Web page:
[an op-ed I recently submitted to Memorial University's student paper, reprinted here because, hell, why not inject it into the blogosphere too?]
Friends, Newfoundland Labradorians, countrymen; lend me your ears.
I come with the Honourable Premier Williams today to bury the old, impoverished, “have-not” Newfoundland, not to appeal to it nostalgically and wring my hands in the air screaming “we have prosperity, but at what cost?” as you might expect to hear from our troglodytes and cultural reactionaries. No longer is Newfoundland and Labrador the poor cousin of Confederation; as Brian Peckford opportunistically prophesised so long ago, the sun now shines over Newfoundland and Labrador. Have-not is no more.
Nevermind that the Aboriginal peoples of Northern Labrador are so impoverished by centuries of political and social repression, and that even in the face of “generous” food subsidies the price of a box of Kraft Dinner is still so high that many people are now resorting to scavenging in landfills for scraps of food in order to avoid starvation in the year 2008; Danny Williams says we have achieved prosperity, and Danny Williams is an Honourable man.
Pay no attention to the dying gasps of rural Newfoundland and its rotting wharves, to the towns full of homes adorned with satellite dish gargoyles connected to one another by dilapidated roads, to the crowded midday taverns surrounded by Ford trucks freshly purchased with Albertan blood money for a funeral procession to mark the death of community. Danny Williams tell us things are different now, and Danny Williams is an Honourable man.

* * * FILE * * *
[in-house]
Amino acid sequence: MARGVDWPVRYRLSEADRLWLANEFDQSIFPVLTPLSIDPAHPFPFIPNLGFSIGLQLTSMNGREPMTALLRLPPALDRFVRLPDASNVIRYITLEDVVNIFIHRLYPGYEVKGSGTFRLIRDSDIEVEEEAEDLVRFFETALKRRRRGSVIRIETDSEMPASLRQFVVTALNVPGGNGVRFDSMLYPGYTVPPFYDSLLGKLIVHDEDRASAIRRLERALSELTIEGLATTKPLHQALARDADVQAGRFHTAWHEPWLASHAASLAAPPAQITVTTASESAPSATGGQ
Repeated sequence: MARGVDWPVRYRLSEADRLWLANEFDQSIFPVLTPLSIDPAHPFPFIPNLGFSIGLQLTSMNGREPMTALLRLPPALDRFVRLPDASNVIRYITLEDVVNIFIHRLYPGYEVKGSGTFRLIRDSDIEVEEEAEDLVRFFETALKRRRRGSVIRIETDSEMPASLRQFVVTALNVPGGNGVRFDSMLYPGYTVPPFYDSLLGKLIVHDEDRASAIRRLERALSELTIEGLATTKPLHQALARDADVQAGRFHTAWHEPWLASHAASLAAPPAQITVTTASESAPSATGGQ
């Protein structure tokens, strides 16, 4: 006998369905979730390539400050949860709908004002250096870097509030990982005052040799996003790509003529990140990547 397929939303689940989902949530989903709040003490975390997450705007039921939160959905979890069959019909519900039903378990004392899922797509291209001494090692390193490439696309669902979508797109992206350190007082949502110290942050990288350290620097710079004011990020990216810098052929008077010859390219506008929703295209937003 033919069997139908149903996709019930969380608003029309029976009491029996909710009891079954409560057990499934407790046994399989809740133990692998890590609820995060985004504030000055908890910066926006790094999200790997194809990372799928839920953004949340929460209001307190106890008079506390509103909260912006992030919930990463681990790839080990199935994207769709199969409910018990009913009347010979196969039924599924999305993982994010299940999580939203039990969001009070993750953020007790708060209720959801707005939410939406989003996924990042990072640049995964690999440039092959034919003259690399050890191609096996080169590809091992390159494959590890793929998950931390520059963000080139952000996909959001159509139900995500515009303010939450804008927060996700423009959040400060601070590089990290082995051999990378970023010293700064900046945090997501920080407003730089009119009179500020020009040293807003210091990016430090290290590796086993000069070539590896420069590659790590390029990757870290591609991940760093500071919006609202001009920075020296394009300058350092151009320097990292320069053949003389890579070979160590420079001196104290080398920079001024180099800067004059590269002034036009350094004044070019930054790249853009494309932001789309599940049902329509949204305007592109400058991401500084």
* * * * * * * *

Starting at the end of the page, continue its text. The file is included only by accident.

Ignore the devastated health care sector, so crippled by blatant mismanagement that nurses and doctors are leaving in droves while patients are left to linger and die within a bloated and Kafkaesque hospital bureaucracy. Ignore the Diaspora of young Newfoundlanders and Labradorians who take their skills, passions and talents on a reluctant exodus to the mainland in order to pay off the crushing debt they incurred at an institution originally established to freely educate the people of this province. Ignore the government’s refusal to negotiate with unions representing the chronically underfunded workers in this province, a refusal that springs from the same miserly instincts that coursed through the veins of the Water Street merchants who rode roughshod on the backs of the outports a century ago.
Ignore every last social grievance that permeates the lives of you and everyone you care about: Danny Williams stood before a crowded 500-dollar-a-plate gala, held a glass of champagne aloft and proclaimed that we can hold our heads high, because we are a have province.
And who will disagree with the optimism brought on by our new prosperity? Danny Williams is an Honourable man, and it is the work of this Honourable man that has brought us to where we are today:
A have province, full of have-nots.